Anyway, the sogginess of the announcement is mostly because the people announcing it have taken that annoyingly lazy and ubiquitous path of scanning a document and WhatsApping it around and claiming to have communicated.
The missed opportunity here is massive – which reminds me of the saying often attributed to Thomas Alva Edison, that inventor of things such as the lightbulb: “We often miss opportunity because it’s dressed in overalls and looks like work,” he is reputed to have said!
Whoever is in charge of announcing this Single Entry Visa change was clearly afraid of doing a little bit of work around it.
This is the kind of announcement that needs:
  1. To be accompanied by images and graphics of happy, smiling tourists of all ethnicities very excitedly receiving change or balance at Entebbe airport as they pay for their entry visa, with mountain gorillas and other wildlife in the backdrop waiting to receive them.
  2. To go into funny video memes depicting the excitement at paying much less to holiday in Uganda.
  3. To be translated into as many languages as exist countrywide and then circulated to all embassies.
  4. To get posted online onto ALL government websites.
  5. To get posted online onto ALL websites of Ugandan embassies and foreign missions.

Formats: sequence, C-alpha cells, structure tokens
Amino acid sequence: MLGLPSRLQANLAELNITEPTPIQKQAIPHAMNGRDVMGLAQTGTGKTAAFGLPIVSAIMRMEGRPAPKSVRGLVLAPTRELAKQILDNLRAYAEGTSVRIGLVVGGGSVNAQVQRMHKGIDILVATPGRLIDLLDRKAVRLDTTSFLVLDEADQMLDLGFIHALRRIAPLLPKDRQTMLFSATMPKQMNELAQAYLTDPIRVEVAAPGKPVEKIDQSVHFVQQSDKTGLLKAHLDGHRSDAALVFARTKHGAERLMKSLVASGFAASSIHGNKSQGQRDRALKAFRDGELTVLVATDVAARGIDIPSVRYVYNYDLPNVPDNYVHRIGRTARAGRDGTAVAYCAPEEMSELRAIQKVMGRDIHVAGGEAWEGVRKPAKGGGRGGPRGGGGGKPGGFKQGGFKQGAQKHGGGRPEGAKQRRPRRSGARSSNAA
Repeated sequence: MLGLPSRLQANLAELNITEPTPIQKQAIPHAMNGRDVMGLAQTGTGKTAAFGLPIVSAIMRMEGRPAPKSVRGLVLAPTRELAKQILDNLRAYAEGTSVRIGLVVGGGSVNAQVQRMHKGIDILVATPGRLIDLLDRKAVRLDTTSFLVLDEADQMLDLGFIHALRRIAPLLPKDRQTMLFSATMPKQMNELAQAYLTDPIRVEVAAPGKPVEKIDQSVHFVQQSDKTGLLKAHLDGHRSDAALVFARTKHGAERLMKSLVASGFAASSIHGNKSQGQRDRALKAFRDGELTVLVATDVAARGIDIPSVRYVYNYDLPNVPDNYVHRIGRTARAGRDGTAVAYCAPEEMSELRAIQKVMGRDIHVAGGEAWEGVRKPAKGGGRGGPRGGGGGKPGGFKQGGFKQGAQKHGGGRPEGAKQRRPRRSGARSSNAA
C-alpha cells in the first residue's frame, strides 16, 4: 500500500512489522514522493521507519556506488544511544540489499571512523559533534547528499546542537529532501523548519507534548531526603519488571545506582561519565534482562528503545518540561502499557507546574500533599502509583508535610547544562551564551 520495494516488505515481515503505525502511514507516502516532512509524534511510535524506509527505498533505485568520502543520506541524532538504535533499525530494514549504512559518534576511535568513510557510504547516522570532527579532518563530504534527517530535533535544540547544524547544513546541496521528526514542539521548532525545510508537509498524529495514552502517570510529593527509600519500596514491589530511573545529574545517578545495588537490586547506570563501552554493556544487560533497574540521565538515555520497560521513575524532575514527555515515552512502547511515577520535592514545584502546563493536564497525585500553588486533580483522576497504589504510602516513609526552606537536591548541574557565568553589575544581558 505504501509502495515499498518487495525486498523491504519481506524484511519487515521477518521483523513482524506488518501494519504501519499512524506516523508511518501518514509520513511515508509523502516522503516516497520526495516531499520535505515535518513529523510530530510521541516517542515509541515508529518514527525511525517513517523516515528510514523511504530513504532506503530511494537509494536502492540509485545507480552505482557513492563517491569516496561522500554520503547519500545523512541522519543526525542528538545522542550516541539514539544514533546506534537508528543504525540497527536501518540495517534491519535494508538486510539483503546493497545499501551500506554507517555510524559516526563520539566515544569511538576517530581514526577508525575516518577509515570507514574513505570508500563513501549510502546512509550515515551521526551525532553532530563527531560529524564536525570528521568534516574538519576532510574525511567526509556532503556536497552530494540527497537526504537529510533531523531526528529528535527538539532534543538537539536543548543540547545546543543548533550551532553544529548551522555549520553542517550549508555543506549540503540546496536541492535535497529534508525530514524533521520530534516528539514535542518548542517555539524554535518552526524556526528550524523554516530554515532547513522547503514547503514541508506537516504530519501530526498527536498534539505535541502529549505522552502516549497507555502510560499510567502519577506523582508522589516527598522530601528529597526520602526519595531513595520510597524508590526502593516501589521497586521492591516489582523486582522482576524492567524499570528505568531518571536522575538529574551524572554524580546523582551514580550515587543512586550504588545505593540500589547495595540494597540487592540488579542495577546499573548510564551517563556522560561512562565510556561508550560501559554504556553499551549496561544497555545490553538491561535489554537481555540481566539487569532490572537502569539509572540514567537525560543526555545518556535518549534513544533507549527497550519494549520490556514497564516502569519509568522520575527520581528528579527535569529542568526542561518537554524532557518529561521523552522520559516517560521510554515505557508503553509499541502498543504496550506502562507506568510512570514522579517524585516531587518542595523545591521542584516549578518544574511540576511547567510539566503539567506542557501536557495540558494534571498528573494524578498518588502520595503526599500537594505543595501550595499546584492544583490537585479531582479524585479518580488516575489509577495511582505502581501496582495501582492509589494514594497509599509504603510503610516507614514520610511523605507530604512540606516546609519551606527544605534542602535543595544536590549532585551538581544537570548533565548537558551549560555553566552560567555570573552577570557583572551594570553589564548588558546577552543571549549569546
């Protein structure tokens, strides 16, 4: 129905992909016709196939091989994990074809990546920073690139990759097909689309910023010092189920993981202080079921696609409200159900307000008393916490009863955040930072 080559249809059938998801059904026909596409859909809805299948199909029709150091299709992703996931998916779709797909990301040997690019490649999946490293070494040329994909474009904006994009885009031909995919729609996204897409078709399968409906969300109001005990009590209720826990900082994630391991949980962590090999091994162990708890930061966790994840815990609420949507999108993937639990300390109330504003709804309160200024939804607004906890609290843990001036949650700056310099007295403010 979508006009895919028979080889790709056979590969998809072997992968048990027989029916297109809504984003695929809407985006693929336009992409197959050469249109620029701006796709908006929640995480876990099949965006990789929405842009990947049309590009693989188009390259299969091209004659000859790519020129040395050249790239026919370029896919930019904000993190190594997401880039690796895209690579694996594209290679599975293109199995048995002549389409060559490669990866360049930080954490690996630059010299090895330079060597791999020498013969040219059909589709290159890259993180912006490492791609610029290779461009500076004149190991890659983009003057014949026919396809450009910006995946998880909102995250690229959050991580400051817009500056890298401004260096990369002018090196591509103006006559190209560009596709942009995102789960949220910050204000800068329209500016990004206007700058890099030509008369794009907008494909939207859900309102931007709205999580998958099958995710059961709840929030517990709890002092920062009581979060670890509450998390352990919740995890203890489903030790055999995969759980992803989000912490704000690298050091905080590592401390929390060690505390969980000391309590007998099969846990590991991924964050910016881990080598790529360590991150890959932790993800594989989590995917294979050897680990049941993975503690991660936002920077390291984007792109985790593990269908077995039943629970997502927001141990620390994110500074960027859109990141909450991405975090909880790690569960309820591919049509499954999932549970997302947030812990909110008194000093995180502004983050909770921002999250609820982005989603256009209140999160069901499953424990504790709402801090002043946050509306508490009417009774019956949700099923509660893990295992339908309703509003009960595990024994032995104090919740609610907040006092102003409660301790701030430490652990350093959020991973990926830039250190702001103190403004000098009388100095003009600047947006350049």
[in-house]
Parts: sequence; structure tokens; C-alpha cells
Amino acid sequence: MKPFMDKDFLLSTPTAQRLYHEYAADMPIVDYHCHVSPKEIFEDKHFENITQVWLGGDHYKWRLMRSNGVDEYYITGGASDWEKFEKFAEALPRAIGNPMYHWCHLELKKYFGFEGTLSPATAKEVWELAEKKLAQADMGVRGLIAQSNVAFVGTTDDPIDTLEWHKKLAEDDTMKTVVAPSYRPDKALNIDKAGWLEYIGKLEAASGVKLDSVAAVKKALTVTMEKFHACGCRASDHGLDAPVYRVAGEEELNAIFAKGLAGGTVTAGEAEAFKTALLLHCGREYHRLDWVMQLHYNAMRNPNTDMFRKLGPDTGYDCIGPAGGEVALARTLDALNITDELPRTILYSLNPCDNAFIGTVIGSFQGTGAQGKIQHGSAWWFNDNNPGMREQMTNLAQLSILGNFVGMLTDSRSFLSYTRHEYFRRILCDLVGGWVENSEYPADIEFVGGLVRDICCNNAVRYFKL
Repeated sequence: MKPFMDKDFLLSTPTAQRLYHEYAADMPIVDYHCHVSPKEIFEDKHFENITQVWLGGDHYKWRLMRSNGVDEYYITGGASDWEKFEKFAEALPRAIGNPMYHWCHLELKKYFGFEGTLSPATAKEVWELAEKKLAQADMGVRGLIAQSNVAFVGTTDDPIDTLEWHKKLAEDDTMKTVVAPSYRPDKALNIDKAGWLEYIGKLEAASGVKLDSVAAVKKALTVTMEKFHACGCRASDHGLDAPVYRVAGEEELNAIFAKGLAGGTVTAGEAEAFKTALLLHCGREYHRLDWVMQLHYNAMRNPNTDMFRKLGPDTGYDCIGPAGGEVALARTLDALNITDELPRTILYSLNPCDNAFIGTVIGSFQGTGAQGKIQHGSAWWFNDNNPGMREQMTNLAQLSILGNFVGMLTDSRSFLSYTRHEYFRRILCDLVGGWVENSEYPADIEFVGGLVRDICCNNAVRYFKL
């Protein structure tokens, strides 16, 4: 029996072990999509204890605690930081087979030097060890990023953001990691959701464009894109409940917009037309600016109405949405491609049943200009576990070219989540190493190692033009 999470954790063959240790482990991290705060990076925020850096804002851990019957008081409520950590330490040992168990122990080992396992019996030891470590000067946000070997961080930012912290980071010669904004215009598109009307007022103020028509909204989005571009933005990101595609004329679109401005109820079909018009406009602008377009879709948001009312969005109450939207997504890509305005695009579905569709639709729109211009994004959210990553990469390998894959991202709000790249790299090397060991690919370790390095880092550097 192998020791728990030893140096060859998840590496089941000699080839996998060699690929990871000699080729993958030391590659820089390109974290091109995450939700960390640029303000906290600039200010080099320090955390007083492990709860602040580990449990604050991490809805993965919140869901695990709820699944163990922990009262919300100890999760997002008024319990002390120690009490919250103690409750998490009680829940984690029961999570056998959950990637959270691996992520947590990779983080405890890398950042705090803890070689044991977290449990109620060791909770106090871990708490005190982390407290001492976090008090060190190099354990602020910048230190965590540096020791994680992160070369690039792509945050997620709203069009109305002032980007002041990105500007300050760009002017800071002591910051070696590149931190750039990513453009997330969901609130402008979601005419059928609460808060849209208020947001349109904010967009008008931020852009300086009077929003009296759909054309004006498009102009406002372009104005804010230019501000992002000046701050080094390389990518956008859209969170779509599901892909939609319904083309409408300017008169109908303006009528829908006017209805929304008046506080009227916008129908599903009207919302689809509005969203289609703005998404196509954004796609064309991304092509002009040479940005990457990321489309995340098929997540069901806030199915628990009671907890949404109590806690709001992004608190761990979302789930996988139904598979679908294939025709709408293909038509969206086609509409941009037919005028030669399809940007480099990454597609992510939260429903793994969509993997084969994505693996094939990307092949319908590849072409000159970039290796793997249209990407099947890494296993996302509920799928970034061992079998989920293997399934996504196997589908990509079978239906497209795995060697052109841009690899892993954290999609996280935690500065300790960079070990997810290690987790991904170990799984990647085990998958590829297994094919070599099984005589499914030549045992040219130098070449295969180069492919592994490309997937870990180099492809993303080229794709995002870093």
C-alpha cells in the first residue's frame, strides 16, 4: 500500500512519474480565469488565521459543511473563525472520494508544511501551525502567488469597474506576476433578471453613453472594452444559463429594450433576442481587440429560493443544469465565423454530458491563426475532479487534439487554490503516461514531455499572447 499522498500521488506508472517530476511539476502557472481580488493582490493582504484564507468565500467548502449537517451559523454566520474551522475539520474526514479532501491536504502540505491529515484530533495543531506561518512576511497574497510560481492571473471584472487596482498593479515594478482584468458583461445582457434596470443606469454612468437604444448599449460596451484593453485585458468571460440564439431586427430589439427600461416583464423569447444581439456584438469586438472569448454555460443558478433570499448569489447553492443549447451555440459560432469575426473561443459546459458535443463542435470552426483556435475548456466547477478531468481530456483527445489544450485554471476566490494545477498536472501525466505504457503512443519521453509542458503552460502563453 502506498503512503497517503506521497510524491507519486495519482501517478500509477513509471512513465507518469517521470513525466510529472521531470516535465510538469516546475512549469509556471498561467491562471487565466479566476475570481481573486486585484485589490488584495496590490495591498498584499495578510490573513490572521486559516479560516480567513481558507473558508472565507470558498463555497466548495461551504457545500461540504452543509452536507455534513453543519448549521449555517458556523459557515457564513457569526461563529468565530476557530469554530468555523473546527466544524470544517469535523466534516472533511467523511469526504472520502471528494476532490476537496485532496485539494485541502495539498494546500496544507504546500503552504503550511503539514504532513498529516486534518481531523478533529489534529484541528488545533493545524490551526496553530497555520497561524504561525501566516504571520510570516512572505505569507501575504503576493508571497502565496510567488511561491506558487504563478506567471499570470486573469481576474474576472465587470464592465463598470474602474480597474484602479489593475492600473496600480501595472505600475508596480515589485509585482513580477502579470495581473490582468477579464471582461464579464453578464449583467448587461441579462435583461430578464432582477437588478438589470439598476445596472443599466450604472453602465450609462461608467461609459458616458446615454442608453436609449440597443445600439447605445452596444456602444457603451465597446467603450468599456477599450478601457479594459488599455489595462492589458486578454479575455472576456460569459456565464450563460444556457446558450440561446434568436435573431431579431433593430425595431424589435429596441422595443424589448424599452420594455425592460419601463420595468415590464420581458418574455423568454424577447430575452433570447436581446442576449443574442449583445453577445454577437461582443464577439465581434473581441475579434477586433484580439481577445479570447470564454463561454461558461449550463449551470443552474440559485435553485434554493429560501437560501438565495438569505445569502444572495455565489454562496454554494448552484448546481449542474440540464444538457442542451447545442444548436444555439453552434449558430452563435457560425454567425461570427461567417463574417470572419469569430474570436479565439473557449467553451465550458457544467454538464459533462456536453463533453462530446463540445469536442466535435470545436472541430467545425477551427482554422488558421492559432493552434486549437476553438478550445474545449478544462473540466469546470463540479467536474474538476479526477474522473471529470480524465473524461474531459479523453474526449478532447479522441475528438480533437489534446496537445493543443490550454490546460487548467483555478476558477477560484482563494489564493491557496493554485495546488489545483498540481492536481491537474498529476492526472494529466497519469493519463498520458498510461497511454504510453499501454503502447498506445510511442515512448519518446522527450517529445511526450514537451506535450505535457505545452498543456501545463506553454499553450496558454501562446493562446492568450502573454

6. To be given to ALL tour and travel and hospitality companies to share no their platforms and websites.
  7. To be made colourful and vibrant and welcoming and enticing – which even nursery schools do when they paint their walls in bright colours and use smiling cartoon characters, so that parents and children alike choose them rather than a mango tree…
  8. To be carried VERY LOUDLY AND PROMINENTLY by the Uganda Tourism Board, the Association of Uganda Tour Operators, and everybody with an interest in seeing our tourism numbers grow.
  9. To be given to the three Tourism Marketing and Public Relations Promotion Firms contracted a few months ago to promote Uganda, so that they make a big meal out of it in those markets they are covering – the UK and Northern Ireland, Germany and Europe, and the United States.
It is not too late to salvage this and do all the above.
For God and My Country.
Update: @PaulKaheru asked for a sample poster and I have to share this, below, which was released an hour or so after this blog post and would have made for a much, much, much better announcement than the letter sent by WhatsApp – so kudos to the Minister:
Hon Frank Tumwebaze Visa Fees Lowered
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take up opportunities in tourism NOW, since Uganda has signed up international PR firms to promote our tourism